Removing provisions from the Equality Act will not help employers, says Law Society

17 Oct, 2012

The Law Society has warned that removing certain provisions from the Equality Act will not help employers. The warning comes after the government published a series of amendments to the Enterprise and Regulatory Reform Bill this week.
 
The amendments, to be considered in the report stage of the Bill, abolish the Equality Act provisions on third party harassment (which make an employer liable for failing to act where their employee has been harassed by a third party) and the use of claimant questionnaires in discrimination claims.
 
The Law Society has highlighted the fact that these provisions can in fact be beneficial to employers as well as employees.

Under section 40 of the Equality Act an employer is not held responsible for the third party’s actions in themselves, but for failing to act where they have been told of the harassment; when it has happened on at least two previous occasions; and where the employer has not taken such steps as would have been reasonably practicable to prevent the harassment.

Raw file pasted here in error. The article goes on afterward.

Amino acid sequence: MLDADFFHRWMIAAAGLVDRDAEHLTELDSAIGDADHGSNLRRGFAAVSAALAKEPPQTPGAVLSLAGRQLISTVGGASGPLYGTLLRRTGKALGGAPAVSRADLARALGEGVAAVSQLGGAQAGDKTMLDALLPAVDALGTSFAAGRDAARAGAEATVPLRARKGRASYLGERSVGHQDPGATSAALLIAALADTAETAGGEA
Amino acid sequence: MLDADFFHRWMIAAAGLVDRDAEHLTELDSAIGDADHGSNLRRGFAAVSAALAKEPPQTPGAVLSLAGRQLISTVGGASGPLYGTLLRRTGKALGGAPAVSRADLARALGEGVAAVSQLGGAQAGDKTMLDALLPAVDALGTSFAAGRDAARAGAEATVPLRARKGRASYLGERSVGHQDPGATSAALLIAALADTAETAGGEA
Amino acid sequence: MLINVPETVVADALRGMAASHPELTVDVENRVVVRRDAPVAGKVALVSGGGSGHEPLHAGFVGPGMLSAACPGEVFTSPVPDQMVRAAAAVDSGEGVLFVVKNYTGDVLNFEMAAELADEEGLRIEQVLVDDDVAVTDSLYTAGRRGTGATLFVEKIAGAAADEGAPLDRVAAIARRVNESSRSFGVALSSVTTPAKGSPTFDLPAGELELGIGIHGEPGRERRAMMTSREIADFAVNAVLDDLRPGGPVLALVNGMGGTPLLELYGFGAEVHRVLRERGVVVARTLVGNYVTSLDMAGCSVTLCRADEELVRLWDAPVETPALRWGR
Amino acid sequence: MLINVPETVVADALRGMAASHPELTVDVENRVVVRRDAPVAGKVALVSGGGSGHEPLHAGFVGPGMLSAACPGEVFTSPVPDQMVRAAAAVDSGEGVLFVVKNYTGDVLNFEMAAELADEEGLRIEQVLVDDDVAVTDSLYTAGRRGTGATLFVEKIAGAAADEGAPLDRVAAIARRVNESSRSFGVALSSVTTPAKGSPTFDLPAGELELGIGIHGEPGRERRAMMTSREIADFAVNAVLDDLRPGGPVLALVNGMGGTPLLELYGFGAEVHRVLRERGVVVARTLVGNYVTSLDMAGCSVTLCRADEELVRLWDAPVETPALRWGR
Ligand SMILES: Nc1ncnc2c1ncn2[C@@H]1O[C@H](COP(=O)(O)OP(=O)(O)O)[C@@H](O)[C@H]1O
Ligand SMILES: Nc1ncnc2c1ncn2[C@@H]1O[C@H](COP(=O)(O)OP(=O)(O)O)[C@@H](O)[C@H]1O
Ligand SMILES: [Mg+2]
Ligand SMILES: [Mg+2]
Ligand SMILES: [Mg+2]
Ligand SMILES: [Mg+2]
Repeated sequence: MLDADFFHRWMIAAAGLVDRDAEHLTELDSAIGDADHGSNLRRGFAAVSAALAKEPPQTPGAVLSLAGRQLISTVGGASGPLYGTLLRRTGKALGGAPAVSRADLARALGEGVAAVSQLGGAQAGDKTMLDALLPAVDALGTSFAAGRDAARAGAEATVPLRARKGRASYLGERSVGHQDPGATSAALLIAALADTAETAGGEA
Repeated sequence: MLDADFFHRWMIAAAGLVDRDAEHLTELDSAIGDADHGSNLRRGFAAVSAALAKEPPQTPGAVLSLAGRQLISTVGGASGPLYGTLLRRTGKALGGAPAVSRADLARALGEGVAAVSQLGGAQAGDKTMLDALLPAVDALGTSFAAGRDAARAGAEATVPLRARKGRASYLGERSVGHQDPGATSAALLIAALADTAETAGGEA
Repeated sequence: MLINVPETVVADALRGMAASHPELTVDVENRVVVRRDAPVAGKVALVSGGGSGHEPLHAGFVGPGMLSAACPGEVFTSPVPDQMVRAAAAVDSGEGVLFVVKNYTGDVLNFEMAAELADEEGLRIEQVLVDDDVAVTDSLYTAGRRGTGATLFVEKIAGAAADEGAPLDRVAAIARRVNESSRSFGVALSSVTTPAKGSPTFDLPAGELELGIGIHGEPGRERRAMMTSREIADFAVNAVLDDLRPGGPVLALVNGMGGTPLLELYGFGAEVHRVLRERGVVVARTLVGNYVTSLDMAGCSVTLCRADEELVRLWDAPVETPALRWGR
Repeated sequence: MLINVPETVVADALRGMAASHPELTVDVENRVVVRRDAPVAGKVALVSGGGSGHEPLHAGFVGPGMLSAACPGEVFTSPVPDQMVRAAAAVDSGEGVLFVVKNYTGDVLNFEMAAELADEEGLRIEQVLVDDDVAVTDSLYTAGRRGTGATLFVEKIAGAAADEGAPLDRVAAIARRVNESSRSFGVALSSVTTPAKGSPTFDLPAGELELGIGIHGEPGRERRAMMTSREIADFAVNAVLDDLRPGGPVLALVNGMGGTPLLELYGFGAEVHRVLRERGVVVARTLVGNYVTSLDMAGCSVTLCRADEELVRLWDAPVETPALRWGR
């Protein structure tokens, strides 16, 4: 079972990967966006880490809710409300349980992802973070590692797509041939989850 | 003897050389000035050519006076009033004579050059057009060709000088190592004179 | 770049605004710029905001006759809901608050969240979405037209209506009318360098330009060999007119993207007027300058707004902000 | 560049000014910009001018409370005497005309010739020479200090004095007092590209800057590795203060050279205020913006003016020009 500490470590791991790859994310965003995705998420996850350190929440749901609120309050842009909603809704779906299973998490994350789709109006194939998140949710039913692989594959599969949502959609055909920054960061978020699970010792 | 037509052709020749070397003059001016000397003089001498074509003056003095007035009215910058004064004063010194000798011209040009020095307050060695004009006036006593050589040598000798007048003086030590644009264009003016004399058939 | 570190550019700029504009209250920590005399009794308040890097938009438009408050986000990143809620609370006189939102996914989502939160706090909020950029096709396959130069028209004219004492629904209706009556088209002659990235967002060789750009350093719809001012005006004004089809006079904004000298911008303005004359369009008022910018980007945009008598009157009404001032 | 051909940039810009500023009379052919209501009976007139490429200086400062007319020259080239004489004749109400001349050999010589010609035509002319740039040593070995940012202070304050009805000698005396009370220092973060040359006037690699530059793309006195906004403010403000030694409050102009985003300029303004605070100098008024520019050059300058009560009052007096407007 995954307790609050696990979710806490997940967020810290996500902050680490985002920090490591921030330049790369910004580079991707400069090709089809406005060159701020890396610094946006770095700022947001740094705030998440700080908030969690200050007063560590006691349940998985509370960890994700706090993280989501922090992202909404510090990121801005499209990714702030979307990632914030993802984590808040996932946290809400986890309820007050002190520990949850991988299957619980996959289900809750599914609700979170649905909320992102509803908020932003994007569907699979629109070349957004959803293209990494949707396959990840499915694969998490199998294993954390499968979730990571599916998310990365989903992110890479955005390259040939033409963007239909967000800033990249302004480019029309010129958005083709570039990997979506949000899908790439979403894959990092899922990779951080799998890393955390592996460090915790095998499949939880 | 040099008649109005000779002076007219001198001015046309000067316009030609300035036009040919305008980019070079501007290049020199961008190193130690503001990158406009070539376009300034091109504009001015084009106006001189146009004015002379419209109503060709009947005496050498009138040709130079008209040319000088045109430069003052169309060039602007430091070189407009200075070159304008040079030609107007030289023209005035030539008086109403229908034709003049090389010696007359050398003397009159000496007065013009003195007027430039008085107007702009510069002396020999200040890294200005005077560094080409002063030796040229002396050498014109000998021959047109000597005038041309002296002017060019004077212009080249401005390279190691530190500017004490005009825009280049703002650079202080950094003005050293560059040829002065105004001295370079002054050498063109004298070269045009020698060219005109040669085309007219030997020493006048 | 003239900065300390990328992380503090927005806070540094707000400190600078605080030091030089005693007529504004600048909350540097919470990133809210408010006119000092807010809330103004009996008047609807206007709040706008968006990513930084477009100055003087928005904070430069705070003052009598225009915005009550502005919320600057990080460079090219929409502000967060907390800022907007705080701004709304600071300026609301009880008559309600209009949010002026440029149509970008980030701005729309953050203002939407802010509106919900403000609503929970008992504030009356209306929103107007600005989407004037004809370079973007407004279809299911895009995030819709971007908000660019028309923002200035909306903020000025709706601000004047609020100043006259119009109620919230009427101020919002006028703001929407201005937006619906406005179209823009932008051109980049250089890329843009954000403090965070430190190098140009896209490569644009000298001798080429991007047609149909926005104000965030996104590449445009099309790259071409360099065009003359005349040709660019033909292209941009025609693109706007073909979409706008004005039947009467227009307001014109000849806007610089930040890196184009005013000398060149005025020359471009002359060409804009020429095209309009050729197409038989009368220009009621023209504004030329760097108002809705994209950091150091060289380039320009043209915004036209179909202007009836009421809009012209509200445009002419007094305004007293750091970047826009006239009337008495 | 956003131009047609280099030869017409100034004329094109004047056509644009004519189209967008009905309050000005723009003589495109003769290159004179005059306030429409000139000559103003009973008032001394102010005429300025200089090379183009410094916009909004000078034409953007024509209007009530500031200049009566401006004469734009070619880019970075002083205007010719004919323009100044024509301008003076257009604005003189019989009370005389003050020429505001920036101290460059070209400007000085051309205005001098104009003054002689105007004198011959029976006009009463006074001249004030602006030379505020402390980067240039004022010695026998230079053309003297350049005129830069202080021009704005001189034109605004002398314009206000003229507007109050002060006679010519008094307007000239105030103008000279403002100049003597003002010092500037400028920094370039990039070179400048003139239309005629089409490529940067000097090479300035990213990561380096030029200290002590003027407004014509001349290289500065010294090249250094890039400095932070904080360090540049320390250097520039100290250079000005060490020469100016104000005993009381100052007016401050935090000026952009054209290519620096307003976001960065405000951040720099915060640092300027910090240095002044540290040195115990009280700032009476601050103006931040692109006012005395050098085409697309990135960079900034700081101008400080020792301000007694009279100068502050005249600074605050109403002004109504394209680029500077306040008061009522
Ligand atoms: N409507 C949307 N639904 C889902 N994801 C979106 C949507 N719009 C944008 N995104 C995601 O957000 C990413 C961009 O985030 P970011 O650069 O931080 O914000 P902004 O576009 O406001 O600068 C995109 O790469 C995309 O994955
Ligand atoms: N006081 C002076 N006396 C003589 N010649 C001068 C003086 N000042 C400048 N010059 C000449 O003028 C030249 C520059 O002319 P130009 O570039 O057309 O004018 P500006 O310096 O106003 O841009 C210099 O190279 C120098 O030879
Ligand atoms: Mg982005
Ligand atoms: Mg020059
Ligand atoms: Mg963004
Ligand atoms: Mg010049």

“Harassment is unacceptable in any workplace,” says Chair of the Law Society Employment Law Committee Angharad Harris (pictured). “The benefit of the third party harassment provision was that it has encouraged best practice amongst employers and this in turn helps to reduce potential incidents of harassment at work.”

“The questionnaire procedure can also help employers because it encourages an employee to ask all of their questions at once, rather than through a series of informal questions which make it harder for an employer than if they had been raised all at once.

 

“Questionnaires also discourage those cases that have no merit.”

 
The Law Society says that business concerns could have been addressed through better guidance on how to deal with third party harassment and how to answer questionnaires.
 
Angharad Harris added: “Most employers want to do the right thing, and want clear advice to understand how employment law affects them.”

 

When in doubt, the Law Society advises employers to get in touch with their local solicitor.

 

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